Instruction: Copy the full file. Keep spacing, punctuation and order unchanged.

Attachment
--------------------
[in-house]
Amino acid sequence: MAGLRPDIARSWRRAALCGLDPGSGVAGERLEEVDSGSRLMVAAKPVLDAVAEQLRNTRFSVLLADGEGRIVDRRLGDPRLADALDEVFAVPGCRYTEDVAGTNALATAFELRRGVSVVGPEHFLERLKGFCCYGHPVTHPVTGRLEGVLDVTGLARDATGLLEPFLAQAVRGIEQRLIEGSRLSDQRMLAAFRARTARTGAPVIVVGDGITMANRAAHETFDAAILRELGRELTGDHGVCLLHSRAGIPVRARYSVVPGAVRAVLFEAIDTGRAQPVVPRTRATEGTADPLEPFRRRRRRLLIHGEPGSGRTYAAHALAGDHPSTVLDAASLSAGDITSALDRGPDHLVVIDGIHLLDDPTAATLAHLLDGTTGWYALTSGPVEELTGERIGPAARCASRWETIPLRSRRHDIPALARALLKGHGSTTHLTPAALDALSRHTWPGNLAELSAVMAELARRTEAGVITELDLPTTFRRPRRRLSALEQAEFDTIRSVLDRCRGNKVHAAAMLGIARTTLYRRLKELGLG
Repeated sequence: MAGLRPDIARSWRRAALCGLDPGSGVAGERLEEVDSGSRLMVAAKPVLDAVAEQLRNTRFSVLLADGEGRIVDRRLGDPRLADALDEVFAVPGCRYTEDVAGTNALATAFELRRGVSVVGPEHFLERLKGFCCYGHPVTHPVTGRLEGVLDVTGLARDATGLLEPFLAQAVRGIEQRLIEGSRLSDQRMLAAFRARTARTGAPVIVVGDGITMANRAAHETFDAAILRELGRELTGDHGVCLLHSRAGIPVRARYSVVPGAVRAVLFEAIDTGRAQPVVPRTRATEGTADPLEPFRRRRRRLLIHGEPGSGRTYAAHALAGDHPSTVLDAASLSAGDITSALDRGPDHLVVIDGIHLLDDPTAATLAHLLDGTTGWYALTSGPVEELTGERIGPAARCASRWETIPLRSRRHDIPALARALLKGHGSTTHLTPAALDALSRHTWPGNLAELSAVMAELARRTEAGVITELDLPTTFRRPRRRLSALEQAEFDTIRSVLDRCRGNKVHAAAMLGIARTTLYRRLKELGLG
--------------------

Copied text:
[in-house]
Amino acid sequence: MAGLRPDIARSWRRAALCGLDPGSGVAGERLEEVDSGSRLMVAAKPVLDAVAEQLRNTRFSVLLADGEGRIVDRRLGDPRLADALDEVFAVPGCRYTEDVAGTNALATAFELRRGVSVVGPEHFLERLKGFCCYGHPVTHPVTGRLEGVLDVTGLARDATGLLEPFLAQAVRGIEQRLIEGSRLSDQRMLAAFRARTARTGAPVIVVGDGITMANRAAHETFDAAILRELGRELTGDHGVCLLHSRAGIPVRARYSVVPGAVRAVLFEAIDTGRAQPVVPRTRATEGTADPLEPFRRRRRRLLIHGEPGSGRTYAAHALAGDHPSTVLDAASLSAGDITSALDRGPDHLVVIDGIHLLDDPTAATLAHLLDGTTGWYALTSGPVEELTGERIGPAARCASRWETIPLRSRRHDIPALARALLKGHGSTTHLTPAALDALSRHTWPGNLAELSAVMAELARRTEAGVITELDLPTTFRRPRRRLSALEQAEFDTIRSVLDRCRGNKVHAAAMLGIARTTLYRRLKELGLG
Repeated sequence: MAGLRPDIARSWRRAALCGLDPGSGVAGERLEEVDSGSRLMVAAKPVLDAVAEQLRNTRFSVLLADGEGRIVDRRLGDPRLADALDEVFAVPGCRYTEDVAGTNALATAFELRRGVSVVGPEHFLERLKGFCCYGHPVTHPVTGRLEGVLDVTGLARDATGLLEPFLAQAVRGIEQRLIEGSRLSDQRMLAAFRARTARTGAPVIVVGDGITMANRAAHETFDAAILRELGRELTGDHGVCLLHSRAGIPVRARYSVVPGAVRAVLFEAIDTGRAQPVVPRTRATEGTADPLEPFRRRRRRLLIHGEPGSGRTYAAHALAGDHPSTVLDAASLSAGDITSALDRGPDHLVVIDGIHLLDDPTAATLAHLLDGTTGWYALTSGPVEELTGERIGPAARCASRWETIPLRSRRHDIPALARALLKGHGSTTHLTPAALDALSRHTWPGNLAELSAVMAELARRTEAGVITELDLPTTFRRPRRRLSALEQAEFDTIRSVLDRCRGNKVHAAAMLGIARTTLYRRLKELGLG